Should you store your 2FA/TOTP tokens in your password manager?

I’ve used a password manager for some time — first, my own (I set passwords based on a hash of the URL), then LastPass, and now Bitwarden.

Along with your password, Bitwarden can also store your 2FA/TOTP code: the code you might store in Google Authenticator or in Authy. Logging into an account protected by one of these is now really simple: CTRL+L to fill in the username/password, hit enter, then CTRL+V to paste the code in, and you’re there.

It is, at first, counter-intuitive to use a password manager to also store your codes. That’s the whole point of them, right? They’re a second line of defence. Why would you store your code with the password? Isn’t that the wrong thing to do?

I thought that for a bit. But I’ve changed my mind. Here’s why.

What 2FA is

Logging into your bank using 2FA uses two-factor authentication. It’s often summarised by saying “something you know (a password) and something you have (a physical thing)”, with the physical thing being used, in most cases, to give you a code like 410192.

If you store your code with your password, clearly that doesn’t make it two-factor authentication any more. You lose all the advantages of two-factor authentication.

Or… do you?

To sign into Bitwarden (on a new machine), I need my username, my password, and a physical key (I use a Yubikey). That’s 2FA right there: without the physical key, you cannot get into my Bitwarden account.

So the 410192 above is still acting as 2FA: without my physical presence, you’re not getting into my Bitwarden account, and without that, you’d not have learnt my 410192 code.

(I have two physical keys: one which I carry with me; one which is locked up somewhere safe).

What TOTP is

Logging into your bank using TOTP, like the 410192 code above, is a Time-based One Time Password. It changes every thirty seconds, and is based on having an accurate clock on my device.

If you store your code with your password, nothing changes here. It’s still a TOTP code, and thieves still can’t get in without it. It doesn’t matter whether it’s on a physical key, in a password manager, or anywhere else: it means that if a thief has access to your bank username and bank password, they still can’t get in without your TOTP code.

Storing them in your password manager is probably as safe, or even safer, than using your phone

Many people, like Google or the government, text a code to your mobile phone when logging in. That might be visible on my mobile phone’s lockscreen, or my SIM card could be cloned and used elsewhere. It’s much better than having nothing at all, of course: but it’s not quite as secure.

If you’re storing your 2FA code using Google Authenticator or Authy on your phone, and your password is saved on your phone, then you’ve no two-factor authentication anyway. Both are being stored on the same device, just like your password manager would.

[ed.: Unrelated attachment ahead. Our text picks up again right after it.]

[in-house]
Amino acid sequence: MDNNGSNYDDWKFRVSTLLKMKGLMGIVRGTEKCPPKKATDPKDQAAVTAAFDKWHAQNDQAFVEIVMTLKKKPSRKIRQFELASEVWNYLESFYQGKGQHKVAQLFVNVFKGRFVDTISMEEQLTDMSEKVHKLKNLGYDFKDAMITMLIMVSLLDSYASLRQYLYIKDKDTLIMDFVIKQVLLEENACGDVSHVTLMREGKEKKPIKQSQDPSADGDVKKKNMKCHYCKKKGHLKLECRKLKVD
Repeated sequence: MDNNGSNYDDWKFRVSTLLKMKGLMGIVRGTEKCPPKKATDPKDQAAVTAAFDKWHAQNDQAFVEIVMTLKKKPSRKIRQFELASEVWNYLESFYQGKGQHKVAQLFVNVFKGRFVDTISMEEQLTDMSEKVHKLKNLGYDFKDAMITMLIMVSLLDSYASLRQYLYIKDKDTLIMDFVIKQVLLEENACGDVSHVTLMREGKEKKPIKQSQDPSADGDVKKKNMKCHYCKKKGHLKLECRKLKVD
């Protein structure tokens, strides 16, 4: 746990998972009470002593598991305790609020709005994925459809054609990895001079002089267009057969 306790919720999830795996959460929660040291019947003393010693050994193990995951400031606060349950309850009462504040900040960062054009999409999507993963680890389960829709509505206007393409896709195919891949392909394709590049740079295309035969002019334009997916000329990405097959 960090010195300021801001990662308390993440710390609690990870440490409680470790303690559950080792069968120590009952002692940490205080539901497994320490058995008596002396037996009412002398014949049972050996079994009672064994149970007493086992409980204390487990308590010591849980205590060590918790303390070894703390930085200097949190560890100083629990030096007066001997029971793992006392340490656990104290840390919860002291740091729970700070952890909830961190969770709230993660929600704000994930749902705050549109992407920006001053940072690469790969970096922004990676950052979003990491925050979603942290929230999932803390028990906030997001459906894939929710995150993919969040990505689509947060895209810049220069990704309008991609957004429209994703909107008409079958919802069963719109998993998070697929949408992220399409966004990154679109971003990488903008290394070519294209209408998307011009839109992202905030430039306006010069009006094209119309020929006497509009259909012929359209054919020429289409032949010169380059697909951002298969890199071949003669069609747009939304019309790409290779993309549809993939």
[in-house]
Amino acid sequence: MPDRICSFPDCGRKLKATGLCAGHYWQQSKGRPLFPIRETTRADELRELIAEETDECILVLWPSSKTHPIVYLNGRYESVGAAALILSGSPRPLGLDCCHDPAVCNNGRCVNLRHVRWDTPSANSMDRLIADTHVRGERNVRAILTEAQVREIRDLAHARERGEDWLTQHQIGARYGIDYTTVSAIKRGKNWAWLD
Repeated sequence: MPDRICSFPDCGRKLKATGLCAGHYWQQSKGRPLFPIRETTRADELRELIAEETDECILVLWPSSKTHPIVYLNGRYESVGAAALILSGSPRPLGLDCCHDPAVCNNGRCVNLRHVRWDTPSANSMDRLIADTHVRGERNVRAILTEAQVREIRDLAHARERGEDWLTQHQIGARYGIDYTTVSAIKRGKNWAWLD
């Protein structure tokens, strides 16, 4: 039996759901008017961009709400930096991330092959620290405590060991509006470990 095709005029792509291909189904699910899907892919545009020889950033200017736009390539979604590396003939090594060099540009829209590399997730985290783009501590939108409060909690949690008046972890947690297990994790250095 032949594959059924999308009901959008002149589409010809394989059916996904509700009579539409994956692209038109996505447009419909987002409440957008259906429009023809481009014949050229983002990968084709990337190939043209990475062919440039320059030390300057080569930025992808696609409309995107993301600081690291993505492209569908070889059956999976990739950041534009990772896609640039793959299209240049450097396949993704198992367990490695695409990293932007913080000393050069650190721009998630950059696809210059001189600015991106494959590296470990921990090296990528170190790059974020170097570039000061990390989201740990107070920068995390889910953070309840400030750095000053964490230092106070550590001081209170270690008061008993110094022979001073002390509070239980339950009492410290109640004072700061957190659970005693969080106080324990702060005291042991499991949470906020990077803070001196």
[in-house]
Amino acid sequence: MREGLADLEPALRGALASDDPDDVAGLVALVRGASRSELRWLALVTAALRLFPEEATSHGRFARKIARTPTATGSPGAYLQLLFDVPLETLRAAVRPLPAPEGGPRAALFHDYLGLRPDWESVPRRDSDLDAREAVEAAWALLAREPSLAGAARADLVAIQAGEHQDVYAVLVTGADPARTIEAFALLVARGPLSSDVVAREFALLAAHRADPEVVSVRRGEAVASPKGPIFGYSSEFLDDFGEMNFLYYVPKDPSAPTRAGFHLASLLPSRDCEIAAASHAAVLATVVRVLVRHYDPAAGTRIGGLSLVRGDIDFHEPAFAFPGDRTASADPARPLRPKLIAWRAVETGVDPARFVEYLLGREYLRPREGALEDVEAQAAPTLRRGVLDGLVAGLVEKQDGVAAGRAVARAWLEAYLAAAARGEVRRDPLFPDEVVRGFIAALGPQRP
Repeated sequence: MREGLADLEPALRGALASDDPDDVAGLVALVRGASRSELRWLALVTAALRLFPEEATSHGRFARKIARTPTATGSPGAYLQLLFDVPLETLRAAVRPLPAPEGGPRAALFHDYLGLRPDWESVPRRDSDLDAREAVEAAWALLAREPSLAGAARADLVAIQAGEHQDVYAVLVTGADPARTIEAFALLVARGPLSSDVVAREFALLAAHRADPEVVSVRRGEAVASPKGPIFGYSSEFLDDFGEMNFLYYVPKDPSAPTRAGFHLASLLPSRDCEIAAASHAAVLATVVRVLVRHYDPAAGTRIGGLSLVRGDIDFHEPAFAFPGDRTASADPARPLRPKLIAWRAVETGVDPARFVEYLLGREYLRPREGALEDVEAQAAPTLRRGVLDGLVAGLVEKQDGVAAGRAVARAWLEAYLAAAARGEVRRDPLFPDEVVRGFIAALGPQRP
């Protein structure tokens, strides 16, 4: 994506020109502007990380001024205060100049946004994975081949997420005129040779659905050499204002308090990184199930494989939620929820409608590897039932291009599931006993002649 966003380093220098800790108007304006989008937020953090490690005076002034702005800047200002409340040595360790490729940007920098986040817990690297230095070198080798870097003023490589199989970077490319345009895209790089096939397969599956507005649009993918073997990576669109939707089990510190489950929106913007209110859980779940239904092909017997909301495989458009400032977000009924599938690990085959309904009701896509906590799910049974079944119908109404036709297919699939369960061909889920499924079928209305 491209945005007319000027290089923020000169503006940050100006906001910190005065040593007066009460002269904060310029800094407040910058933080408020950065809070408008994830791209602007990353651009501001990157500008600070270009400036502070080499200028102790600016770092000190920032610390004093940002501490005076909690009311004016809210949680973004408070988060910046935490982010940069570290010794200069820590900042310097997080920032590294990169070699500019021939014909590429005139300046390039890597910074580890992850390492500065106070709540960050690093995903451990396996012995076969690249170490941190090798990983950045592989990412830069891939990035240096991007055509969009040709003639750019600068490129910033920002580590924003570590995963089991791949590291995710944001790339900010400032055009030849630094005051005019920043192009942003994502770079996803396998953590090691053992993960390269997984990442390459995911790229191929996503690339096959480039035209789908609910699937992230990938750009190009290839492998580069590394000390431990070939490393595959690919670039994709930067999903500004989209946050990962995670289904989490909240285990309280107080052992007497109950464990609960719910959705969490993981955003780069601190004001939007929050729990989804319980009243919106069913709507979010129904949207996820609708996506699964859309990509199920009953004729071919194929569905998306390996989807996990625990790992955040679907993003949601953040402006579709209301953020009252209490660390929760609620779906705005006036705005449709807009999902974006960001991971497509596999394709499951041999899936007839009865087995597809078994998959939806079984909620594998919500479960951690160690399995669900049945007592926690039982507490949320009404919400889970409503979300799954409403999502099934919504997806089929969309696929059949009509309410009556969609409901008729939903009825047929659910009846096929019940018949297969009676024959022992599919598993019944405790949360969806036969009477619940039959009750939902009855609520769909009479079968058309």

Lose your phone with Google Authenticator installed, and you lose your codes. If you change phones, you can manually transfer those codes these days, assuming that you still have access to your old phone, but it’s a monumental hassle to switch otherwise.

What’s definitely less safe

Just using a username/password.

There is, undoubtedly, a small security tradeoff with storing your TOTP codes alongside your passwords in your password manager. However, storing them there a) makes them easier to use (CTRL+L, CTRL+V as above); b) makes them always backed up and available to you; c) is always better than not using TOTP at all.

If you’ve ever removed TOTP access from one of your accounts because it had turned into a massive hassle to sign in, then that’s the time you should consider adding the code to your password manager instead.

Good security is always a tradeoff with usability. Ideally, you’d carry your passport around with you, and go into the bank for them to check your identity with a long set of passwords and physical keys. In reality, we use a piece of plastic and a four-figure PIN.

What I’d recommend

  • Use a good password manager. Bitwarden’s free, though to get the TOTP functions, you need to spend $10 a year. (Do that).
  • Set a decent password for your password manager, then
  • Buy two USB authentication keys (about $30 each, but get at least one good sturdy one that’ll last). Set up physical-only 2FA access to that password manager. Have those physical keys as the only 2FA access method. Ensure one is always with you, and another is in a safe place.
  • Consider your device security, and make a pragmatic choice about how you log in to your password manager. “Best” would be to require your physical key every time, and for it to log you out automatically. The default is more realistic, which requires your physical key the first time you set it up on a new machine, and your password from thereon in.
  • You can even now get away with never clicking that “remember me” checkbox when logging-in. That’s got to be better for your security too!

The bottom line

It’s always better to use TOTP codes than to not use them. Anything that helps you use them more often is a good thing.

Keep your password manager secure, and you will massively benefit from backups of your TOTP codes and integration into your login.

1Password has written a good long article on storing TOTP codes in their password app, and the security tradeoffs that come from that.